Federal and California Law
The Federal Americans With Disabilities Act (ADA) is the Federal Law that makes it illegal for employers to discriminate on the basis of a disability.
It makes it illegal for an employer to discriminate against a qualified individual with a disability in job application procedures; the hiring, advancement, or discharge of employees; employee compensation; job training; or other terms, conditions, and privileges of employment, because of the individual's disability.
California protects disabled workers with the Fair Employment and Housing Act (FEHA). While the Americans with Disabilities Act is similar in protection to the Fair Employment and Housing Act, FEHA is more protective of employees in several important aspects.
First, under the ADA, an individual is disabled if substantially limited in a major life activity. Under FEHA, however, an individual is disabled if limited in a major life activity. Thus, FEHA requires a lower standard of limitation in order to warrant protection against discrimination.
Second, under the ADA, 'work' is not necessarily a major life activity. Under FEHA, work is always a major life activity, even if the disability only limits your ability to do one particular job. Again, FEHA provides greater protection to those with disabilities. The inability to perform one job due to a disability is sufficient to prove a limitation in a major life activity.
Third, under the ADA, an individual will be evaluated in a mitigated state. For example, consider an individual with a vision problem. Under the ADA, that person's vision disability will be evaluated in the mitigated state (with glasses). As a result, that person is less likely to be regarded as disabled. Under FEHA, however, an individual will be evaluated in the unmitigated state, effectively making it easier for an individual to be considered disabled.
Qualified Individual With a Disability
For the employee to be eligible to make a claim of disability discrimination under the ADA or FEHA, he must be a "qualified individual with a disability." These means that he must be able to do the job. For instance, a person with no hands would not be qualified to be a typist. (However, see below discussion on "reasonable accommodation".) If the employer didn't give him the job, it wouldn't be discrimination. It's just that the person simply isn't qualified.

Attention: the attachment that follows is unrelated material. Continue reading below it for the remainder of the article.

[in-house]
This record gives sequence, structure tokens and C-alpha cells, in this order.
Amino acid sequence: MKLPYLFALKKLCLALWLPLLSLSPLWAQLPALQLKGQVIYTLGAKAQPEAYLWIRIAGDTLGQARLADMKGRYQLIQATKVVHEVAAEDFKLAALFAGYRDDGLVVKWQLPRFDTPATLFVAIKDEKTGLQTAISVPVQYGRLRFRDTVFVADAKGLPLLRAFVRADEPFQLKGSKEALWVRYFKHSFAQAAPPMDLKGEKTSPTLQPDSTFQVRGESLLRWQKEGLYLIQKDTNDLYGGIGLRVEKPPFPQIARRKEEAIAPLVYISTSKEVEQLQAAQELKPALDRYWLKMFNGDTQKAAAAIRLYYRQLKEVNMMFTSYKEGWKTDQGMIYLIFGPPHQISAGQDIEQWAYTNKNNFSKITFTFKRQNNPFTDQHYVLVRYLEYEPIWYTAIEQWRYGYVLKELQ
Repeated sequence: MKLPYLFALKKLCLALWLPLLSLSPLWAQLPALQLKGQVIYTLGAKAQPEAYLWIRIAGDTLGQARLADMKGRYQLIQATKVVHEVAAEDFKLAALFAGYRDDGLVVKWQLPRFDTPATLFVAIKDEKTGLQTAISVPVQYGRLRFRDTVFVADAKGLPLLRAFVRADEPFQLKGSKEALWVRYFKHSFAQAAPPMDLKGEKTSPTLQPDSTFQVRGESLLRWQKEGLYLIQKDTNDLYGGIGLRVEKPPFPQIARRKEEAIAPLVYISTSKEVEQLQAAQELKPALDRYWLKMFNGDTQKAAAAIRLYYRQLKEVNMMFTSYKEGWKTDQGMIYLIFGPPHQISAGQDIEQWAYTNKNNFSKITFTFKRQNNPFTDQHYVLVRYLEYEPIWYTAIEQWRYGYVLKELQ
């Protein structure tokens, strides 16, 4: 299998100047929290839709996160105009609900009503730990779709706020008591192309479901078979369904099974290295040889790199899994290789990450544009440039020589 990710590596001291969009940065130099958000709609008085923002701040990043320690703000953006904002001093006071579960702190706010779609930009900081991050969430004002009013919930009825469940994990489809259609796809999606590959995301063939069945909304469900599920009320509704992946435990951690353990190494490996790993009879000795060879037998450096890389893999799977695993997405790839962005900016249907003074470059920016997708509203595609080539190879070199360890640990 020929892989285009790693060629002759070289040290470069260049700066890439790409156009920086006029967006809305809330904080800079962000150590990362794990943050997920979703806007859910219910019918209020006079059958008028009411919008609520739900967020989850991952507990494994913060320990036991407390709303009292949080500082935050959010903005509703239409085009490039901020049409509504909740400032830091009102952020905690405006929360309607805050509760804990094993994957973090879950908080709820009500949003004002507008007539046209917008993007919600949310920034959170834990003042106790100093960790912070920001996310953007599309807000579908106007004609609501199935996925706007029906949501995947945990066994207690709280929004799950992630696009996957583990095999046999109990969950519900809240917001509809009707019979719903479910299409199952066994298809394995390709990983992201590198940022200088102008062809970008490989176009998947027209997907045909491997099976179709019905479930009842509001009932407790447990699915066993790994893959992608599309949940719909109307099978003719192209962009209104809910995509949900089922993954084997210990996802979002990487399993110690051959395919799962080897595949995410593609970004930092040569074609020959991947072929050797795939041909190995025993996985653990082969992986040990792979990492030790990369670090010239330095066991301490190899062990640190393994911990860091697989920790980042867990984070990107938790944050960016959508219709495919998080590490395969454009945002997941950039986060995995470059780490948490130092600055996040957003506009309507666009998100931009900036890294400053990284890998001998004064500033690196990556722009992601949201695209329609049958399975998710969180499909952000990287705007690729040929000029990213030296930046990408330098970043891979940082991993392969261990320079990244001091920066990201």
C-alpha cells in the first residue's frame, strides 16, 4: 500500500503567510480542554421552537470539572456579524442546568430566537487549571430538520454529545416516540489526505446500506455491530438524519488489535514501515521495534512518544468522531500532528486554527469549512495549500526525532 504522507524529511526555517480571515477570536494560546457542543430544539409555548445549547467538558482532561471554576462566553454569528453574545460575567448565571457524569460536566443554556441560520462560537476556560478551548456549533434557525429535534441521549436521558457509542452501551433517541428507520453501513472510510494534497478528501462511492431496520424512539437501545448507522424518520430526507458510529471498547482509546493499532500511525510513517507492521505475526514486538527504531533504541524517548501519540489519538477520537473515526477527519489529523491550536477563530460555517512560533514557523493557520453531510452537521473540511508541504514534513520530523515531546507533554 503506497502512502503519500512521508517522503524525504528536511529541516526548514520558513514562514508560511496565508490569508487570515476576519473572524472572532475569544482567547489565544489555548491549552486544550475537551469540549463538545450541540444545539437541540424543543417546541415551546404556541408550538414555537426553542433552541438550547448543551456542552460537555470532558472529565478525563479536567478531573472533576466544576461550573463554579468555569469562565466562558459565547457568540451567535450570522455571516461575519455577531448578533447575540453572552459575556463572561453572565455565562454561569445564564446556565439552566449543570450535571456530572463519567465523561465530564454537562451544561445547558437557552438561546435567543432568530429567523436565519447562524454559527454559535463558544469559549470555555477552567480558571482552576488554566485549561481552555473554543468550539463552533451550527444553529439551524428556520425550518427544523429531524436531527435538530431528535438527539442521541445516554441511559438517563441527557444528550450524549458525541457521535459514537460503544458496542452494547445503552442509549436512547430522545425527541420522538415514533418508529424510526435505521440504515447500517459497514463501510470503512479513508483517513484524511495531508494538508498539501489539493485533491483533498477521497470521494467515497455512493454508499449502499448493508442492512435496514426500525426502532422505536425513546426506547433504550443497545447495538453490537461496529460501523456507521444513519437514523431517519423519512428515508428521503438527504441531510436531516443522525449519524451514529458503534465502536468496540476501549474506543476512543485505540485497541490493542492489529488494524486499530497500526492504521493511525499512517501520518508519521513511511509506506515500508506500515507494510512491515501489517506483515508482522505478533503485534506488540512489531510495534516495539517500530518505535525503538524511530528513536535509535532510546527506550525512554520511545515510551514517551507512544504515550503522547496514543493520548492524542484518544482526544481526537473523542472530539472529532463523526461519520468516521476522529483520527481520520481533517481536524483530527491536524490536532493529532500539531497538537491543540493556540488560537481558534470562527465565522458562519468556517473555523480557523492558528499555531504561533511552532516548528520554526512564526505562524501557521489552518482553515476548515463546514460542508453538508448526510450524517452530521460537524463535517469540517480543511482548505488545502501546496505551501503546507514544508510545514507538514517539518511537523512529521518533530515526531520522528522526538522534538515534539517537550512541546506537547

"With a disability" means that the worker is actually disabled. For an injury, disease, or their ailment to be a "disability" under the law, it must "substantially limit one or more major life activities." A mere annoyance is not enough. The disability must actually interfere with a person's life.
In determining whether or not a person actually has a disability, the Courts pay close attention to whether or not the ailment affects the person's job and ability to earn a living. So, even if the disability doesn't affect most areas of life, if it affects the person's employment, it is more likely to be considered a disability.
It is also unlawful to discriminate against a person who is perceived to have a disability. If the employee is not disabled, but the employer believes he is, and discriminated against him, that is also illegal.
In this circumstance, it is not necessary to determine if the employee is a "qualified individual" with a disability. However, the Court may consider whether or not the person would have been a qualified individual if he actually had the disability that the employer perceived him to have. The law is not entirely clear on this issue.
Reasonable Accommodation for An Employee With a Disability
Reasonable Accommodation is the idea that even if a person is disabled, and even if that disability may make it seem like he or she can't do a job, the employer must consider whether or not a "reasonable accommodation" can be made. A "reasonable accommodation" is when the employer modifies the job duties, provides some extra help, or takes some other measure to ensure that the person can still be able to do the job.
For instance, let's say a person in a wheelchair wants a job in an office that is on the second floor. There are no elevators in the building. To accommodate he worker, the employer could install an elevator. But is that a "reasonable accommodation"? Is it reasonable to expect the employer to spend that kind of money? Probably not, particularly if it's just one small business.
But there might be other possibilities. Perhaps the potential employee's job is really just talking on the telephone, selling products. Maybe the job can be done from home, and there is no need to even be in the office. Isn't it reasonable to ask the employer to let the person work at home? It may be.
Employees have to ask for reasonable accommodations. Once they do, the employer has the right to consider the requests, and make counter-offers that the employer might see as more reasonable. If the employer and employee can't agree, then the employee might want to consider bringing suit. However, to win, the judge or jury will have to find that the employee's request was reasonable, or that the employer's counter-offers were not sufficient.
Other Related PagesDisability discrimination may be further explored in the following related pages on this website:
- Disability Discrimination and Workers' Compensation
- Proving Discrimination
- Damages In Employment Law
- For Legal Help see Finding an Attorney and Law Offices of David H. Greenberg, California Employment Law Attorney.